Monday's city council meeting will be the last before The Great Budget Debate, which starts Nov. 24 and could last for as long as two weeks.
Mercifully, the agenda gods have come up with a menu that should make for a short meeting. Still, one never really knows with city council ...
'Snowtember' costs climb
Given the snow on the ground today, it seems even more bizarre that there was snow on the ground two months ago. But Calgary's "Snowtember" storm killed trees and snapped branches across the city and council is being asked to approve taking $35 million out of the piggy bank — a.k.a. the Fiscal Stabilization Reserve — to help pay for the long-term recovery. Yes, there will be lots of pruning and replanting but this money will also help pay for new aerial trucks and other machinery as well as a multi-year public education program to help save/restore Calgary's tree canopy. The City is hoping it will get millions back from the province's Disaster Recovery Program ... but they might want to touch base with people who suffered damage in last year's flood to see how easy that process will be to negotiate.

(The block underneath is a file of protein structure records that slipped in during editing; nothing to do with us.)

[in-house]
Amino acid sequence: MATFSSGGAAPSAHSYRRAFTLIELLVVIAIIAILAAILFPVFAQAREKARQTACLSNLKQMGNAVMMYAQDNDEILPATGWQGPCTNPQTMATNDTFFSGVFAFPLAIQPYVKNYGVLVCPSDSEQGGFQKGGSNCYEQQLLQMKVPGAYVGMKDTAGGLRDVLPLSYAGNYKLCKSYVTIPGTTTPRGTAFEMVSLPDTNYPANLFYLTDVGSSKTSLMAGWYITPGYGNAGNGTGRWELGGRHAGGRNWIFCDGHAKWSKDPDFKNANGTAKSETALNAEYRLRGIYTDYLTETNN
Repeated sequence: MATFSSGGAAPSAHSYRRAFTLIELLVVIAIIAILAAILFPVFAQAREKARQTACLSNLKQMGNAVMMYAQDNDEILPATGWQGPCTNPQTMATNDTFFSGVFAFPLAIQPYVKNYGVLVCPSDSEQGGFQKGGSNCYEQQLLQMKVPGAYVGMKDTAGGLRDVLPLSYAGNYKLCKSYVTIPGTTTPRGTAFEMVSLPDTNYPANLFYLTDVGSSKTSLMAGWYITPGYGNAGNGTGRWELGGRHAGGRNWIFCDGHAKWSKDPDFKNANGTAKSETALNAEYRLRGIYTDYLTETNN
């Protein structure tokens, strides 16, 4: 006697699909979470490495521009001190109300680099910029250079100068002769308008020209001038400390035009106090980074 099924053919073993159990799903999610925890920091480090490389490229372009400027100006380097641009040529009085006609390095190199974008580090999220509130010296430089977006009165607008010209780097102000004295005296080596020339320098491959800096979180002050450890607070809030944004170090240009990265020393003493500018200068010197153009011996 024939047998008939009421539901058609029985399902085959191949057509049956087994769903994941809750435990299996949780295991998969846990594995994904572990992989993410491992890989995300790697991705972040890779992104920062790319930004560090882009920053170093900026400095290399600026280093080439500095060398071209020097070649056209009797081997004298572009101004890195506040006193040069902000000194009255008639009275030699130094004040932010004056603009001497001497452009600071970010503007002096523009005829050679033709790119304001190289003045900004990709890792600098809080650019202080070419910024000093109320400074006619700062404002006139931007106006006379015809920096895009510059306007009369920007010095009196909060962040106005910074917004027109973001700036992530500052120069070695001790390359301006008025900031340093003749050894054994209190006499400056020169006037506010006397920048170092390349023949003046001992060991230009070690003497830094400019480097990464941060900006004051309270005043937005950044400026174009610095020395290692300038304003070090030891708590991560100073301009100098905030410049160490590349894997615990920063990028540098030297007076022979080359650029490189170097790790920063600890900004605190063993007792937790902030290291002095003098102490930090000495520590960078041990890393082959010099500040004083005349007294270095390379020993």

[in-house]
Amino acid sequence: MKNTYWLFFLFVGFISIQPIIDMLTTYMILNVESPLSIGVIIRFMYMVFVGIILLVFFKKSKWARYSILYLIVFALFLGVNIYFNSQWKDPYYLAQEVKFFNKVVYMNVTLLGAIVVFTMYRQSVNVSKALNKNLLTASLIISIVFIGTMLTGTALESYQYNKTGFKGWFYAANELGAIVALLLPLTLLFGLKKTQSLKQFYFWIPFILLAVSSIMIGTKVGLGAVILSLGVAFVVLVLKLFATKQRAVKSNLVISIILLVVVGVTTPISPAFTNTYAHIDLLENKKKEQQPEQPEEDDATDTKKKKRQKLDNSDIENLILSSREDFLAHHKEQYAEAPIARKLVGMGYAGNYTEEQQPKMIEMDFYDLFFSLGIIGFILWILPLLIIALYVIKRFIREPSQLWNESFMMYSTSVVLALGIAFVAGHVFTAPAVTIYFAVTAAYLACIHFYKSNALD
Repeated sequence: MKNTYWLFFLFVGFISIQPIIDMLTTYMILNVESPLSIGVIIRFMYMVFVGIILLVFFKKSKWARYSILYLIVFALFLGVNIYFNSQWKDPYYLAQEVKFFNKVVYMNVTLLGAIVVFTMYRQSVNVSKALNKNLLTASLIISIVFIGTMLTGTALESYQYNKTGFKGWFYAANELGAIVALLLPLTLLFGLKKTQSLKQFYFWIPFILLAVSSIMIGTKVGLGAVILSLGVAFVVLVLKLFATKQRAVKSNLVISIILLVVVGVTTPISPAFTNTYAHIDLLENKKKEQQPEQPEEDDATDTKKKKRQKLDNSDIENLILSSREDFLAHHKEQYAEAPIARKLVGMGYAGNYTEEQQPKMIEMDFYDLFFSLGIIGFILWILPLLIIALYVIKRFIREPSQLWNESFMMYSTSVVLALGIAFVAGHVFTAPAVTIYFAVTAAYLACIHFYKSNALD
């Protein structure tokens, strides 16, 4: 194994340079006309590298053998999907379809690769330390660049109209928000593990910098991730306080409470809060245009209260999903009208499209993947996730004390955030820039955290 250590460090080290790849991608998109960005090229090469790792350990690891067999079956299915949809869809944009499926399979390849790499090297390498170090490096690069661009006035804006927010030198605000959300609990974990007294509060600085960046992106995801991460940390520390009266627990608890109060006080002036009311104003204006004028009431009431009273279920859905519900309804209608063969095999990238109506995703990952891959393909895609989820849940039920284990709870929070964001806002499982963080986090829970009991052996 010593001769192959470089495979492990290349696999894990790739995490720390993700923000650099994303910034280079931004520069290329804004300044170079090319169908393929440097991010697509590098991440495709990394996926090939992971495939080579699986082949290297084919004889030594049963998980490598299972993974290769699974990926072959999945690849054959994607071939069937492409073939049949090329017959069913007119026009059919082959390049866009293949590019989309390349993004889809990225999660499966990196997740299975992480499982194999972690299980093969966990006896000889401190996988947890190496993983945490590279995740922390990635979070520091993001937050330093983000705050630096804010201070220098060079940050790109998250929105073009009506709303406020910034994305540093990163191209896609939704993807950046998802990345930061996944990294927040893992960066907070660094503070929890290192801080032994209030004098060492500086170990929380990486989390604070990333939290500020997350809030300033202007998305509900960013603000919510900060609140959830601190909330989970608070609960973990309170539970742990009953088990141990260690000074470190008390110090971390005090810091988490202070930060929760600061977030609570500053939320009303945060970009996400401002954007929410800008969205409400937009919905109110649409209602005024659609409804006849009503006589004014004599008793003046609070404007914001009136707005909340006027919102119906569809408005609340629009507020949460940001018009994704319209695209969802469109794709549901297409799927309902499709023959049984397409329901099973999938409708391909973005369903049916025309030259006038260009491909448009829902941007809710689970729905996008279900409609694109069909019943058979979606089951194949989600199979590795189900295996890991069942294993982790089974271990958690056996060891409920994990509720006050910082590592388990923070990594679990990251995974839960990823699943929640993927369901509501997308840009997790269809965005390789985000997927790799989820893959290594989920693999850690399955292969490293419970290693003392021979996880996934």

If there's one thing this council (like the last one) loves discussing, it's secondary suites. Coun. Andre Chabot wants to help bring the tens of thousands of illegal secondary suites in Calgary into compliance. He wants council to approve an 18-month amnesty to allow owners of the not-so-safe illegal, non-conforming suites to meet with City officials to see what it will take to meet code. He also wants to create an interactive map of approved suites on the City's website so renters will know where to find the legal ones.
Hic! Rules? What rules?
Speaking of Coun. Chabot, he has another motion for his colleagues to consider. While Calgary has rules about separation distances between liquor stores (300 metres) and liquor stores and schools (150 metres), Chabot says too often those rules are being relaxed for applicants. He wants council to change the land use bylaw to ensure the relaxations can be no more than 10 per cent of the minimum distances. He says clusters of booze outlets don't look good, affect community health and cause other problems.